But of course, such dreams are dependent on the size of the community, even if technically sound and viable within a broad ecosystem.

Given that background about languages and synergies, I think a solid approach would go like this: Move to node.js development tools as the mainstay, because of the language family connection and because our small community can pull this off (I think we can, given the success of garçon already), then later, if the community grows, open the door for, or even provide encouragement for groups of developers to build similar systems in other languages. Even if such a broader ecosystem were to develop, keeping the officially supported build/dev tools in node.js would make sense because of the javascript connection.


geojeff commented Dec 12, 2011

Also, I forgot to mention, that there could be a healthy draw of involvement from the community of node.js developers with the use of node.js build tools, and especially if we can use npm successfully.


mauritslamers commented Dec 12, 2011

+1 for node.js buildtools (of course :) )

I think that it is important to make a distinction between the version by Martin and by me, as my version (which lives on btw, not on master) is a SCified version with a number of changes to the workings (bundle support) and API (different approach to handlers).

I think it is important to make a choice of one of these versions. My version has a dependency on the SC runtime (and a few foundation things) from 1.4.5.

Moreover there is the issue of different sproutcore versions and how to support it. In the past different versions of SC have been accompanied by different versions of abbot. If this is also the way chosen for garcon, and my SCified version of garcon is chosen, it might be easier to integrate garcon within sproutcore itself. Installing sproutcore then also installs the right build tools in one go.


mitchless commented Dec 12, 2011

Do we have a canonical set of source and expected result files that we can use as an acceptance suite? I recently had a conversation with Alex Iskander about regressions within chance that occurred when they moved from the SCCompress.jar to a Ruby based system.

I also like Maurits' idea of integrating the build tools into Sproutcore.


lukemelia commented Jan 21, 2012

+1 I expect the challenges to fully replacing abbot master to be JS implementations of Sass/SCSS and Chance


geojeff commented Jan 22, 2012

Spurred by a desire to finally grok build tools, to act on some of the ideas described above, and to learn coffeescript, I have started rewriting garçon in coffeescript as a new program called Busser: [EDIT: changed from Waiter, because of npm conflict]. It doesn't work yet, but I decided to push it anyway. It comes up to a blank screen with errors. This seems like a big victory, however.

As for how it might fit in, who knows? I've received a couple of comments already, along the lines that people would prefer a node.js-based build system, but I am coming to think that the use of coffeescript to produce a javascript binary as a node program is fine and dandy -- coffeescript isn't needed to use busser -- a developer will be able to npm install it and use it, like other node.js programs. I have enjoyed learning coffeescript and am excited about using it more (Coming from 5 plus years of Python to Javascript and SproutCore has left me wanting for pythonic expressiveness). Not that I am uncomfortable writing javascript, and not that the hard-won understanding gained about javascript hasn't been critical for writing an async-style garçon derivative in coffeescript! I am still learning. Please see the of busser for discussion of todo items, and description of a goal of angling toward the python world as a personal goal.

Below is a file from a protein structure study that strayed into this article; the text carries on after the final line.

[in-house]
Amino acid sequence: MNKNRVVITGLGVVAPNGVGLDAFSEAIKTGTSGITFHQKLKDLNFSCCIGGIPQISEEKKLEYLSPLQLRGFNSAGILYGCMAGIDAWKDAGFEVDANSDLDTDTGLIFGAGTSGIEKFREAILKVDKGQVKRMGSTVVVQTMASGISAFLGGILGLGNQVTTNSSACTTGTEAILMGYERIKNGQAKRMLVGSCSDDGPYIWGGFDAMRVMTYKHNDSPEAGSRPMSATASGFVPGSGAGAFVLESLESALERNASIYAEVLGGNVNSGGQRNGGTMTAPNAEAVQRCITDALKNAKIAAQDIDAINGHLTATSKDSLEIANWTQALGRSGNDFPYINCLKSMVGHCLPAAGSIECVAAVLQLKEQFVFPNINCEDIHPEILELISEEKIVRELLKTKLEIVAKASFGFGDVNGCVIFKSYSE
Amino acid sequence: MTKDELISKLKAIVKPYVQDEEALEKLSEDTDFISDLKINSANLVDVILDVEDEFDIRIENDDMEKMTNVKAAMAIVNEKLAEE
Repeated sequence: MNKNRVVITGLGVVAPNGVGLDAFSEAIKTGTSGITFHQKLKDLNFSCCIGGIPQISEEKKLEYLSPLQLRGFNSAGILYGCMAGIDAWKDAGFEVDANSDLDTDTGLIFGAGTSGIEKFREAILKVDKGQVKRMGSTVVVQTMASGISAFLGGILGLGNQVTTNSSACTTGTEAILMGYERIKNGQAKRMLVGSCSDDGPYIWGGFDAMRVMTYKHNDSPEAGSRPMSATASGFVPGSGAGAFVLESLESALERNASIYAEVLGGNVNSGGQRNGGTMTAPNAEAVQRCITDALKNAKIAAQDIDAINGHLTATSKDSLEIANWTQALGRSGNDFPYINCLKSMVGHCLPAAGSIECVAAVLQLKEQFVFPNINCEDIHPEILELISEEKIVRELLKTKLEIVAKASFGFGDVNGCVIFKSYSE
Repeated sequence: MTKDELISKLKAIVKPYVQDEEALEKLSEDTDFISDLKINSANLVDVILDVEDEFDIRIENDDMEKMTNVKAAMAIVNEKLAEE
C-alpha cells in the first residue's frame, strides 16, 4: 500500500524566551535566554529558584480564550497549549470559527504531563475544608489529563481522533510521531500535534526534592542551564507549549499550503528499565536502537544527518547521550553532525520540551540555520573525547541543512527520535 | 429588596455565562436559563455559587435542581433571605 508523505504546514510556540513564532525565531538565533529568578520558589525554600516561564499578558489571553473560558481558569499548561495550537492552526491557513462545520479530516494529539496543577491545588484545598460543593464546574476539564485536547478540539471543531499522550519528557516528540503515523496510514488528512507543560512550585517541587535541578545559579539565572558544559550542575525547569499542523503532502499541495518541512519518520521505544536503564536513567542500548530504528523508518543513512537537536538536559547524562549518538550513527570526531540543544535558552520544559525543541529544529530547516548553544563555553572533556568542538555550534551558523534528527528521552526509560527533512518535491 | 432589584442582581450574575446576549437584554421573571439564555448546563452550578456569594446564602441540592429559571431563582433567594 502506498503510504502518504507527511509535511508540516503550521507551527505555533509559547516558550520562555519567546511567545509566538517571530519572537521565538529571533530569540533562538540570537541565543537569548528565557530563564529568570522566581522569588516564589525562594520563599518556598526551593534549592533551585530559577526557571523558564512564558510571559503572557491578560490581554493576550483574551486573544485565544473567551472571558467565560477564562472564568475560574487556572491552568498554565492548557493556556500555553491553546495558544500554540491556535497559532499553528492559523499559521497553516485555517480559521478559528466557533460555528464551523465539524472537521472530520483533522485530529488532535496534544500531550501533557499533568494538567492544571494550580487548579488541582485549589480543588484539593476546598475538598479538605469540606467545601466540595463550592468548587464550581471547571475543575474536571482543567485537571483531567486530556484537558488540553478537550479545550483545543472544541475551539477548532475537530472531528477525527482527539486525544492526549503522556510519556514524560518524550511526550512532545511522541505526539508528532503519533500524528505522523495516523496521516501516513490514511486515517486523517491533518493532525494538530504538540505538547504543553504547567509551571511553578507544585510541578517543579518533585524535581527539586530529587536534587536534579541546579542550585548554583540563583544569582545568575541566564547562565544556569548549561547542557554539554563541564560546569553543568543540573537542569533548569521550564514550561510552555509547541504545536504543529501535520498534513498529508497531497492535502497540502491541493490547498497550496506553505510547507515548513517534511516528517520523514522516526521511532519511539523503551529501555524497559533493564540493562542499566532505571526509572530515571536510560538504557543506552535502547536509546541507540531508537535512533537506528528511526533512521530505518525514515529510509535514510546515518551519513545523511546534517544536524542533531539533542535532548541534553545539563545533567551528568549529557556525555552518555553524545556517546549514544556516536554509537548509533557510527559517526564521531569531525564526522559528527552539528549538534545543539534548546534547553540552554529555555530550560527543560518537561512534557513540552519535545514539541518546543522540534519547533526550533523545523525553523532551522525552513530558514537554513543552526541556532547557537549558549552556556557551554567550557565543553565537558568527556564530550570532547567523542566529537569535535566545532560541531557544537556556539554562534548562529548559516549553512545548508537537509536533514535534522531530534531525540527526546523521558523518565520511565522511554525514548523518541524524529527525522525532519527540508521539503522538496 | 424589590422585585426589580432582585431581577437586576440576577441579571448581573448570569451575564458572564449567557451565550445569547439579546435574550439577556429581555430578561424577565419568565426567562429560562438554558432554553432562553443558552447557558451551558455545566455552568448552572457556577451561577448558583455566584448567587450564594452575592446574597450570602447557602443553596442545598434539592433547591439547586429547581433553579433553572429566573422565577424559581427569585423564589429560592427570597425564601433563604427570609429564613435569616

There are lots of things to look at, such as the use of nconf for command line and file configuration, the redesigned handler system, modification to the build and save sections, and the use of coffeescript classes and other coffeescript programming aspects (you can look at martoche garçon to see the original javascript).

Please see docs/busser.html for a docco presentation of comments in the code.

Many thanks to Maurits Lamers for continual help in explaining how garçon and async programming work!

As we all evaluate node-based build tools, I hope busser added to the mix will offer benefits to the community. I will continue its development as a personal exercise whether or not it becomes a serious contender. Other new node.js build tools are described in the Roadmap/Todos section of the busser


dcporter commented Oct 8, 2012

I just wanted to bump this issue and add that alpha-level node build tools have been developed and deployed by @mauritslamers and @geojeff, and are available at


mauritslamers commented Oct 9, 2012

In order to help this issue forward, it is extremely important that we make a few decisions on whether or how we are going to support sass and slicing under Windows.

For speed, I have been using node-sass, a wrapper around libsass (the C lib parsing sass) and node-canvas.
Especially the latter has quite a few typical *nix based dependencies (cairo, pixman, libpng).
I have been kicking the node-gyp build files around in order to get a binary package that could be distributed as part of the installation package of sproutcore, but so far without success.

While manual compilation under Windows is an option, we have to take into account that most Windows web developers don't have a compiler or compilation environment installed.

The best would perhaps be to have pure-JS alternatives, but these are either very, very slow and not entirely matching sass (stylus), or not implemented at all (slicing).

I would therefore really like the input of the coreteam first, and then the community on how to proceed on this.


dcporter commented Oct 10, 2012

I'm hearing that although folks are not willing to give up these features, they're generally willing to do an additional install (with compilation) in order to get them. This supports your idea of having a no-compile, single-command install that supports all systems, with simple instructions available for getting back up to feature parity re: sass and slices.


dcporter commented Feb 15, 2014

Closing this issue as the votes are in and the discussion has moved elsewhere.

@dcporter dcporter closed this Feb 15, 2014